I think what ilovecats was saying is that the assessor would automatically 'pass' someone initially based on what medication you are prescribed with. Presumably in your case because you aren't prescribed the level of drugs that would give you this 'automatic pass' you would be suspected of over exaggerating your functioning due to pain. ilovecats seems to believe that if you are on what they would describe as 'end of life pain relief' it must be true.

    What I was trying to point out that just because the claimant wafts a repeat prescription list at the assessor it would be extremely dangerous and in my opinion wrong to take it as read that 'this claimant must be genuine'. The only reason why that statement is flawed is that I know two people that actually get this medication every month and I know for a fact that one of them sells it on the streets. Seemingly they have no need for the drugs but get them to supply others addicts. Should they be accepted as genuine PIP claimants?
  • wildlifewildlife Member Posts: 1,316 Pioneering
    @ilovecats I'm sorry if I've upset you in any way, it's not you I'm angry with but the rigid, tick box assessment process. I know from your posts you are a very caring, genuine person who did your job honestly and with the best intentions. So I'm not "damning" you at all. However some of what you write unfortunately adds fuel to the fire of feelings harboured by people who've been badly treated by the assessment process. Also, in my case with a review coming up,it causes concern that a lack of strong pain relief by way of prescription drugs, not having seen a neurologist or rheumatologist will go against me. My GP knows I have nerve damage, DDD, chronic adhesions from 9 years of PID causing abdominal abcesses from which I nearly died twice, gynae ops, occular migraines, osteo arthritis, Morton's Neuroma in my left foot, Peripheral Neuropathy and panic attacks all of which has left me with a health anxiety to name but a few of my problems. However as none of these can be treated or cured without further surgery which would do more harm than good she will not refer me just to get evidence for PIP. When I asked for an OT assessment at home I was sent a pen pushing admin lady who's attitude was so bad i would never have her in my house again. My physio reports were ignored due I suspect to lack of understanding of the way the results of a physio exam I had were written. So can I ask you what evidence I can get that would be accepted by my next assessor to allow me exemption from having to do the physical exam in my next assessment? I wish to refuse to reduce the risk of results being changed/made up on my report as happened last time.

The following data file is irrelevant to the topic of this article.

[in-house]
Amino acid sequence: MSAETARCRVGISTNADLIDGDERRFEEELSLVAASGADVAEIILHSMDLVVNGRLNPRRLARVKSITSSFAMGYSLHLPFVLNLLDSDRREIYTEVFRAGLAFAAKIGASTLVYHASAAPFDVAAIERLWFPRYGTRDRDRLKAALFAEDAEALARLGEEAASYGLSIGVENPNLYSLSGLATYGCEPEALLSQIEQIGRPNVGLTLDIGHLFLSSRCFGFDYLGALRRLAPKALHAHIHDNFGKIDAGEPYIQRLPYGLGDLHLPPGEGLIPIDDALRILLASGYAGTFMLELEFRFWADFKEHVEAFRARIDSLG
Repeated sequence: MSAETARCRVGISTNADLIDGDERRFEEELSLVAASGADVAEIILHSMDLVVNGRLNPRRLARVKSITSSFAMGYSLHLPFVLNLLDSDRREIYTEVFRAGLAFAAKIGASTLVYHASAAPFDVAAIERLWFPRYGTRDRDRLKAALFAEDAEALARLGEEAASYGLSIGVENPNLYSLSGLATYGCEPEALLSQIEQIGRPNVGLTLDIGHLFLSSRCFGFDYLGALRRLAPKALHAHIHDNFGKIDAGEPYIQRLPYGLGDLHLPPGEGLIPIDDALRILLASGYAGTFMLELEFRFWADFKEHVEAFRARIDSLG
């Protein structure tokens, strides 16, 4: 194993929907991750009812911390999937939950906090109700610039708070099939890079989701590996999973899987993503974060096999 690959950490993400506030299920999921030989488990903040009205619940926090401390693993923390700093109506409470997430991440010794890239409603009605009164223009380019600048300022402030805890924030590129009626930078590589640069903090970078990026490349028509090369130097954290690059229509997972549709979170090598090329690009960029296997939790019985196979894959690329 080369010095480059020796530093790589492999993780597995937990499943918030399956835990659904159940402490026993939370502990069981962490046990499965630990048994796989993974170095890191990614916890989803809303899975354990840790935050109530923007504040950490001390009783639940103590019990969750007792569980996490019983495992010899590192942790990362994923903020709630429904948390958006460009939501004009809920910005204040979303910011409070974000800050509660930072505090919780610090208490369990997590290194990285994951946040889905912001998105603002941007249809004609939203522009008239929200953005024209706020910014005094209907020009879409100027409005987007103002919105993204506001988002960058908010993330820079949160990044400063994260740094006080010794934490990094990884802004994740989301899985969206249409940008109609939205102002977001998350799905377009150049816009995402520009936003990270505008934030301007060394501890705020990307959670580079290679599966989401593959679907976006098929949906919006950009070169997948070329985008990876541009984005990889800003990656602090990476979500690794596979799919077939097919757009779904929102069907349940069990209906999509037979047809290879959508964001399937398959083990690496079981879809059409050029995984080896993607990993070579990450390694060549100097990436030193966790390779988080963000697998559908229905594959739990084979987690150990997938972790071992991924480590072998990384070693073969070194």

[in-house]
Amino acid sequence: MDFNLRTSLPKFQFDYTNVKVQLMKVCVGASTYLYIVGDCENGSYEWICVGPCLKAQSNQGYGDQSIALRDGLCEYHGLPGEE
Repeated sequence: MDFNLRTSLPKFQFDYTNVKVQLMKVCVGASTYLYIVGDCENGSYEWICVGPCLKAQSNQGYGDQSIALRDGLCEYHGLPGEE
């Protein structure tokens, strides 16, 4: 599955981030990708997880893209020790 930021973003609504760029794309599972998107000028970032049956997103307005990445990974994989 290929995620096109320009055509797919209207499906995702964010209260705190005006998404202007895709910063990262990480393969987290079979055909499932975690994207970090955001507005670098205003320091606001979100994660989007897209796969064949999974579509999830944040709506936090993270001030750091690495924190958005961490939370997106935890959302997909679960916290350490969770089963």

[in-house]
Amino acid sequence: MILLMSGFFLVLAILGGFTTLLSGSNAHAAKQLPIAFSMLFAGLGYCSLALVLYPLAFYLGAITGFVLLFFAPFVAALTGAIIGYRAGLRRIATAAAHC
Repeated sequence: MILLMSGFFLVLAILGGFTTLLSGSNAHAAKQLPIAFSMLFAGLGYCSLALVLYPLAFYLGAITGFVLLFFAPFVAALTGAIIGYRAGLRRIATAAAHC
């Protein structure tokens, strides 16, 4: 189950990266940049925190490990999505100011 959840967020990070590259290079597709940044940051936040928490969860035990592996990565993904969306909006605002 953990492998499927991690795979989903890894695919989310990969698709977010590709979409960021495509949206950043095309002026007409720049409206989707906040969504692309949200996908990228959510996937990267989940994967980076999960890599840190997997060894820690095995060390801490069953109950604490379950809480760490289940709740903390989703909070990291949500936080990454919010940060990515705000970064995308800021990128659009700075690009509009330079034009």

• twonkertwonker Member - under moderation Posts: 617 Pioneering
    ilovecats said:
    wildlife said:
    I have a high level of pain and functional restriction due to past illnesses, surgeries, car accidents and other life events non of which were considered by my assessor due to the restricted time element and blinkered view of a PIP assessor. I can't take some pain killers as they upset already chronic stomach problems and don't want to be reliant on them anyway so I grit my teeth and suffer every day. @ilovecats would you then say I have no pain and aren't eligible for PIP? Your reasoning, although I understand it's how assessor's are trained, is far too narrow to be able too look at each claimant's whole life events, illnesses, operations, car crashes of which I've had 5 and assess me in an hour. It makes my blood boil to read your posts. It's nothing personal but most of what you described applies to me but not for the reasons you give. So with your reasoning I'm a fraud and should not be on higher rate mobility and standard Daily Living but not be on PIP at all !!!! PS. I have been diagnosed with complex PTSD but you can also ignore that as I was only told that by IAPT when they discharged me as being too bad for their help.